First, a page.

BART workers went on strike this morning, forcing thousands of East Bay commuters to find another way to get around.
Pleasanton officials are working in tandem with BART and other agencies to handle commuter traffic and alternative transit options at the three BART stations serving Tri-Valley riders, including commuters from Danville and San Ramon riders.
Buses forming BART's alternative commute service referred to as the "bus bridge" are at the East Dublin/Pleasanton station. Six buses have been assigned to the station to take commuters to San Francisco. The buses are parking on westbound Owens Drive.
Also, commuters and car-poolers can park free in both Dublin/Pleasanton station parking lots, but elevator access is not guaranteed at the East Dublin/Pleasanton parking structure.
Both BART parking facilities and Pleasanton's Park & Ride lot are expected to fill up fast this morning.
The Pleasanton Police Department has been on the scene since early this morning to manage traffic flow and any impacts resulting from the temporary bus stops.
Metropolitan Transportation Commission officials are urging workers to telecommute if possible or to seek alternative forms of transportation such as carpooling.
BART managers also are urging commuters who can miss a few days of work to just stay home, especially today.
As the early morning commute hours began, that may be what is happening. Although freeway traffic is heavier than usual, it's still moving. The buses are not filled when they leave the BART stations.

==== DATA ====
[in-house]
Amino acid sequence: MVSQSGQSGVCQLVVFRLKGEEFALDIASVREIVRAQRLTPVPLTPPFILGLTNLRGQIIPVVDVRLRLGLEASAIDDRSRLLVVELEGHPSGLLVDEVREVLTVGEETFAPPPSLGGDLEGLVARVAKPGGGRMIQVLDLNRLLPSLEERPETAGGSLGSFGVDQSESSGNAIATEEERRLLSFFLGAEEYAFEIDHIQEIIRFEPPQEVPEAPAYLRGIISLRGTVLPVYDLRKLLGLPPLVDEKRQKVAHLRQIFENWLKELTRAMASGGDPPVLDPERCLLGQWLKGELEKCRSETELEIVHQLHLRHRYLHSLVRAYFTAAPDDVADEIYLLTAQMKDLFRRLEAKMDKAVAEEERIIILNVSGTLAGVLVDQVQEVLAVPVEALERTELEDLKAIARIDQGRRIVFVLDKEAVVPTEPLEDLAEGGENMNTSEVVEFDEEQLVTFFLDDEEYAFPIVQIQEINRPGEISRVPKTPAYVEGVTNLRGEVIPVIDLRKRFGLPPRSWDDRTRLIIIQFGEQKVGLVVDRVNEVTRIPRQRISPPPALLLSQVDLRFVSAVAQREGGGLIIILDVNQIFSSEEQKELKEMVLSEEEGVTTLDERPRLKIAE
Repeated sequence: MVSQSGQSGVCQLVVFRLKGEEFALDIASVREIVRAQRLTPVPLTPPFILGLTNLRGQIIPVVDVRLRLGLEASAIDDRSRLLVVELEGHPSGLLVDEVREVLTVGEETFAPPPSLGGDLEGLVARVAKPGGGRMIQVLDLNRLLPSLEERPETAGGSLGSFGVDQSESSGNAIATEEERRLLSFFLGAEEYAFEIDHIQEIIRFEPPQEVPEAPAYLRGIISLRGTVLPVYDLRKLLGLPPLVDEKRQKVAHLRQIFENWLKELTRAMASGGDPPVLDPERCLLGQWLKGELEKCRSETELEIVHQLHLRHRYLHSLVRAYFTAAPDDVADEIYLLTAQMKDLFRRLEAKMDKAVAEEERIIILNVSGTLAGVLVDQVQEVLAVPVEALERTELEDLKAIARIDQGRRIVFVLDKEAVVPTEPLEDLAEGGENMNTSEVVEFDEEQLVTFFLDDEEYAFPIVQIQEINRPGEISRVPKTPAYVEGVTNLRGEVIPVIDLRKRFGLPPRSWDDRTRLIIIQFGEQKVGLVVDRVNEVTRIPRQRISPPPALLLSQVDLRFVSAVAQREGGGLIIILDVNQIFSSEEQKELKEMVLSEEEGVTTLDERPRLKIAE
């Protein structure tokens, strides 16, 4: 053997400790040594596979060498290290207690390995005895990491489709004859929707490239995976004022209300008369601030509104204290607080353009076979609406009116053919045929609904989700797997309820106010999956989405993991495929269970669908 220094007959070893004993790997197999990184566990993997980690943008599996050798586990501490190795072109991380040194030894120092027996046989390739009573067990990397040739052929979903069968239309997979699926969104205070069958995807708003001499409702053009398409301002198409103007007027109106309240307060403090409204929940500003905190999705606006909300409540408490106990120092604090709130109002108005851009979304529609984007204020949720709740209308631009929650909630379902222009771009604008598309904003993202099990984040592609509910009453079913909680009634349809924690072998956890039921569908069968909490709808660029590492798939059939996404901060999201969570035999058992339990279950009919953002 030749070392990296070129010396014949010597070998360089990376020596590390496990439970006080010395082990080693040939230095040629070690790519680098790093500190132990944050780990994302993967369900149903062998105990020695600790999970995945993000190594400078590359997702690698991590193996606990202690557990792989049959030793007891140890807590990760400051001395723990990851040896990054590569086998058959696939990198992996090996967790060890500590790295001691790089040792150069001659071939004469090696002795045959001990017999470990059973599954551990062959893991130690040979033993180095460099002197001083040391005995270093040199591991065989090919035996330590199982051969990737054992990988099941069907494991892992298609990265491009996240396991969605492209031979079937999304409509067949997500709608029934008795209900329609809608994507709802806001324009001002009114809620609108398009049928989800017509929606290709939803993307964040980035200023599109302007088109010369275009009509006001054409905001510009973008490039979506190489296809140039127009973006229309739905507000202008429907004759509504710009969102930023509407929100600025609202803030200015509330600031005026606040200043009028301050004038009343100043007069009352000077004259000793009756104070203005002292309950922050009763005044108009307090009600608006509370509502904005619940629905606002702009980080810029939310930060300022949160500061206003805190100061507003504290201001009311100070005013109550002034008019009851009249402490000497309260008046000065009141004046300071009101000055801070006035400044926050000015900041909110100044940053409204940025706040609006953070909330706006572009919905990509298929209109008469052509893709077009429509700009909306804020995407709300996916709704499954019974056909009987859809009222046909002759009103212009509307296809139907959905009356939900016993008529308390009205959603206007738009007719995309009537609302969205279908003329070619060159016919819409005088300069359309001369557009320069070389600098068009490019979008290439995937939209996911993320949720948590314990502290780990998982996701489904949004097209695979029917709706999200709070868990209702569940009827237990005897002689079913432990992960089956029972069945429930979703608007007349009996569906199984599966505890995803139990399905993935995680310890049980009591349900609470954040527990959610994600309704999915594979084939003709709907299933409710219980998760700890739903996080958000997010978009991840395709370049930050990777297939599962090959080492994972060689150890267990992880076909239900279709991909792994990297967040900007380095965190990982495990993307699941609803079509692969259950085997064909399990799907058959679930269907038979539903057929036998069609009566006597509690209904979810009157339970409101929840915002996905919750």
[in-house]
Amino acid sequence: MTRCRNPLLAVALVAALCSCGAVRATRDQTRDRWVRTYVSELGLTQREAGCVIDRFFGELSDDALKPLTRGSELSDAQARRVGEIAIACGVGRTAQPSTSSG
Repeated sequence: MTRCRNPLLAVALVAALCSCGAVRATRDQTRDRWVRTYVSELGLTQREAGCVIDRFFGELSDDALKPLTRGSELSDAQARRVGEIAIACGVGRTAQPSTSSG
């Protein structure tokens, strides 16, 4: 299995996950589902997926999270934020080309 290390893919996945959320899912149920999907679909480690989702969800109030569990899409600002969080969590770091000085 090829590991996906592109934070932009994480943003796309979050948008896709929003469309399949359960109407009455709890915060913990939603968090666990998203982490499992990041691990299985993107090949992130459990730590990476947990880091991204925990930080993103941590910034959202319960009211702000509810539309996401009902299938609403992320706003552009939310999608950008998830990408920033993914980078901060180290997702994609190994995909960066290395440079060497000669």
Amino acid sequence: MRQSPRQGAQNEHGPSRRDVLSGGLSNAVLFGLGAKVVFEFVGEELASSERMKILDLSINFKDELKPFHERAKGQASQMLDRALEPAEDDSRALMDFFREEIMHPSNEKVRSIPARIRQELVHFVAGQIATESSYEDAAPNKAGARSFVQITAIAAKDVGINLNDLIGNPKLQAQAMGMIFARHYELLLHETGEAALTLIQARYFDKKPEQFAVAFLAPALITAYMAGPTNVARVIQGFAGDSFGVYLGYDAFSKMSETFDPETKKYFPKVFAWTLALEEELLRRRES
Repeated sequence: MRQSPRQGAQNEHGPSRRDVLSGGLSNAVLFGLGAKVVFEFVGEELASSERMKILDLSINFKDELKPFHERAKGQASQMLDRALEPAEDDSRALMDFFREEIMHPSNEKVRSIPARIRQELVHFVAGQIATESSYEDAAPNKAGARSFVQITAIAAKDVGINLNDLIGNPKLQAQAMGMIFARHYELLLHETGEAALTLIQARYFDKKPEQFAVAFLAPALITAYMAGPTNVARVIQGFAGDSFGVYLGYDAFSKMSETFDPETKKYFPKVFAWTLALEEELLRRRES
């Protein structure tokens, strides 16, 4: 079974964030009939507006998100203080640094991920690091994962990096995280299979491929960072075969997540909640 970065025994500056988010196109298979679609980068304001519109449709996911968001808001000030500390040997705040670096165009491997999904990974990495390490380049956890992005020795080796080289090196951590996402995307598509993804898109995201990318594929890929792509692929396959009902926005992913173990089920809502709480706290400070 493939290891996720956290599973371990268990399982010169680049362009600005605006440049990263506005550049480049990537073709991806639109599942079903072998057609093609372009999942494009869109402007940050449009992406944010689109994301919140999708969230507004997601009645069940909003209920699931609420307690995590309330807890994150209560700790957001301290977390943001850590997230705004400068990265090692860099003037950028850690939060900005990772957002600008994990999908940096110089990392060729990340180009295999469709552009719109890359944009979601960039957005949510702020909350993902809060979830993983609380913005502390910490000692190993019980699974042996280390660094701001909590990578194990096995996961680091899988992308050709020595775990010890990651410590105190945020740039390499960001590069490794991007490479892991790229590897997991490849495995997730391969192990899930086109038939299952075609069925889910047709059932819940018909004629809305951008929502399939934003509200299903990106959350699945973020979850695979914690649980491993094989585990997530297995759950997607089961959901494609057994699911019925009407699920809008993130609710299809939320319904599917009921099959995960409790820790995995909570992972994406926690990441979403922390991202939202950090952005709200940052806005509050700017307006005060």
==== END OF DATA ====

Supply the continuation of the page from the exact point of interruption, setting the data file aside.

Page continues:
San Francisco Bay Ferry is expected to offer extra boats today from Oakland, Vallejo and Alameda.
Plus, with the Independence Day holiday Thursday, many companies are giving employees Friday off as well. Also what may help this week is the fact that when there's a two-day holiday break, employees also take the other three as vacation days.
If that occurs, the full impact of a BART strike might not come until next Monday, July 8, if the strike is continuing then.
The strike - the agency's first since a 1997 action that lasted six days - began with an announcement at midnight from representatives from BART's two largest unions, Service Employees International Union 1021 and Amalgamated Transit Union Local 155.
A midnight announcement confirming the strike came as the unions' four-year contracts expired following days of failed negotiations with BART
"A strike is always the last resort and we have done everything in our power to avoid it," SEIU Local 1021 spokeswoman Josie Mooney said.
"Unfortunately, BART seems intent on forcing a strike," she added.
BART officials, however, have said they offered a pay raise amounting to more than 8 percent over four years in their latest contract proposal but have met with repeated resistance from union negotiators.
"We've sweetened the deal by $6 million, we doubled our wage proposal, and they came down half a percent - that's where we are right now," BART spokeswoman Alicia Trost said Sunday.
Mooney and other union officials apologized early this morning to the roughly 400,000 riders who rely on BART daily and said they hoped to resolve the labor dispute as quickly as possible.
More than a dozen workers began picketing at the Lake Merritt BART station a short time later, and remained at the station as of 1:30 a.m., according to SEIU Local 1021 spokeswoman Cecille Isidro.
More were expected to join the picket line at that station and others system-wide throughout the morning, she said.
For information on alternate routes, commuters are asked to check 511.org or call 511. The transit trip planner on the site will offer options excluding BART.